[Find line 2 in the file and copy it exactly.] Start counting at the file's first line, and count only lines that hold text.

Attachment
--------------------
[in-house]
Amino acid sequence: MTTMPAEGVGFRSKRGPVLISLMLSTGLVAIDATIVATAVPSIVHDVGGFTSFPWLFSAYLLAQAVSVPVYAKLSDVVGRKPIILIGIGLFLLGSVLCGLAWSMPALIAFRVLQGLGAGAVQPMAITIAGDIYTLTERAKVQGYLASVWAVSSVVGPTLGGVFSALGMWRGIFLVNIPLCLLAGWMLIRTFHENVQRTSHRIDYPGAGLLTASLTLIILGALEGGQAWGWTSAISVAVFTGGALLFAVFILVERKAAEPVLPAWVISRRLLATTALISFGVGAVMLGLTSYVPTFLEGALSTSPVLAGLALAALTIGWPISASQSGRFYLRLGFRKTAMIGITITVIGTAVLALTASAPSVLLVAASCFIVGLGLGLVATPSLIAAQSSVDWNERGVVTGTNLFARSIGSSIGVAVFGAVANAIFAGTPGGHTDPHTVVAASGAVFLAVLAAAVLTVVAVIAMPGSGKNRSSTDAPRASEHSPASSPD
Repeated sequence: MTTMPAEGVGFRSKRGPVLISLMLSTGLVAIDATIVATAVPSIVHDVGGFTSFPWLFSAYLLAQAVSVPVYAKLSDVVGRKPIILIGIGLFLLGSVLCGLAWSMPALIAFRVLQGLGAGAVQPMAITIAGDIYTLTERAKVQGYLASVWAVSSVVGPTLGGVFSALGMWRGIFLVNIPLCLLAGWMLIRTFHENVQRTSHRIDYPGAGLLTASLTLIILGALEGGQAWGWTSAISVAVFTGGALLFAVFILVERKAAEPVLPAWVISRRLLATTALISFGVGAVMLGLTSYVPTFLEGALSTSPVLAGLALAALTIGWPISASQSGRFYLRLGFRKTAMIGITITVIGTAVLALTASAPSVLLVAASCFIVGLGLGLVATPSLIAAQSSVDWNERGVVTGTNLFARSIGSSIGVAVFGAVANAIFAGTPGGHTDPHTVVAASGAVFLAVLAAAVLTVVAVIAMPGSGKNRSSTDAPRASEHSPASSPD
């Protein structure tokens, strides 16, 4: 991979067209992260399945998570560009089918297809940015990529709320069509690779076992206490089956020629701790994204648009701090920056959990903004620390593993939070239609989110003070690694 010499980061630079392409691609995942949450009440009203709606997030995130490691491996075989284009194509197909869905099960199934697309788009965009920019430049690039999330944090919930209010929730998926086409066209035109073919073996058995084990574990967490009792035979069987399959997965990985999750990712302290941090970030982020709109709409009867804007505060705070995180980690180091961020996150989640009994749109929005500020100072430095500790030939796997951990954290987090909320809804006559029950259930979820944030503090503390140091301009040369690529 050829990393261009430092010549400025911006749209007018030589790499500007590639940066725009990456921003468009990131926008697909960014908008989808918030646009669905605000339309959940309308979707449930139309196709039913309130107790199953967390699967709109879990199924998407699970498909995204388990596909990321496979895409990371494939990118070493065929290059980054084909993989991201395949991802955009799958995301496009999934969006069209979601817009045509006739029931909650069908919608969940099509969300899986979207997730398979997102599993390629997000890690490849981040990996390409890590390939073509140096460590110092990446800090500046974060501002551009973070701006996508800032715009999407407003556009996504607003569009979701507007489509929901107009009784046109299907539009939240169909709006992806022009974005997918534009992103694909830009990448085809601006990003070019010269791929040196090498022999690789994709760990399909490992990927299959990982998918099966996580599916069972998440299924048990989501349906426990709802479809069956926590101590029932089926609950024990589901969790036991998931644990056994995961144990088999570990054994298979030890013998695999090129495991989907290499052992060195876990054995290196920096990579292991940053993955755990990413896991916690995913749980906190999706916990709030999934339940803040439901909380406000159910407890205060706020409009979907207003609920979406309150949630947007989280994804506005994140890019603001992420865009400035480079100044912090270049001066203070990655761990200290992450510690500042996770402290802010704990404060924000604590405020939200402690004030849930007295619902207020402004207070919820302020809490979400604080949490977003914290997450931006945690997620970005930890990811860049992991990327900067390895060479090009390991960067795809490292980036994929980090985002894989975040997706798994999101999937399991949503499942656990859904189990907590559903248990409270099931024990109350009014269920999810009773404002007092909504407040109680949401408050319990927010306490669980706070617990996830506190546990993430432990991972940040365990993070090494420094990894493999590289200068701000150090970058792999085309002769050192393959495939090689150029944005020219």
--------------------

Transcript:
Amino acid sequence: MTTMPAEGVGFRSKRGPVLISLMLSTGLVAIDATIVATAVPSIVHDVGGFTSFPWLFSAYLLAQAVSVPVYAKLSDVVGRKPIILIGIGLFLLGSVLCGLAWSMPALIAFRVLQGLGAGAVQPMAITIAGDIYTLTERAKVQGYLASVWAVSSVVGPTLGGVFSALGMWRGIFLVNIPLCLLAGWMLIRTFHENVQRTSHRIDYPGAGLLTASLTLIILGALEGGQAWGWTSAISVAVFTGGALLFAVFILVERKAAEPVLPAWVISRRLLATTALISFGVGAVMLGLTSYVPTFLEGALSTSPVLAGLALAALTIGWPISASQSGRFYLRLGFRKTAMIGITITVIGTAVLALTASAPSVLLVAASCFIVGLGLGLVATPSLIAAQSSVDWNERGVVTGTNLFARSIGSSIGVAVFGAVANAIFAGTPGGHTDPHTVVAASGAVFLAVLAAAVLTVVAVIAMPGSGKNRSSTDAPRASEHSPASSPD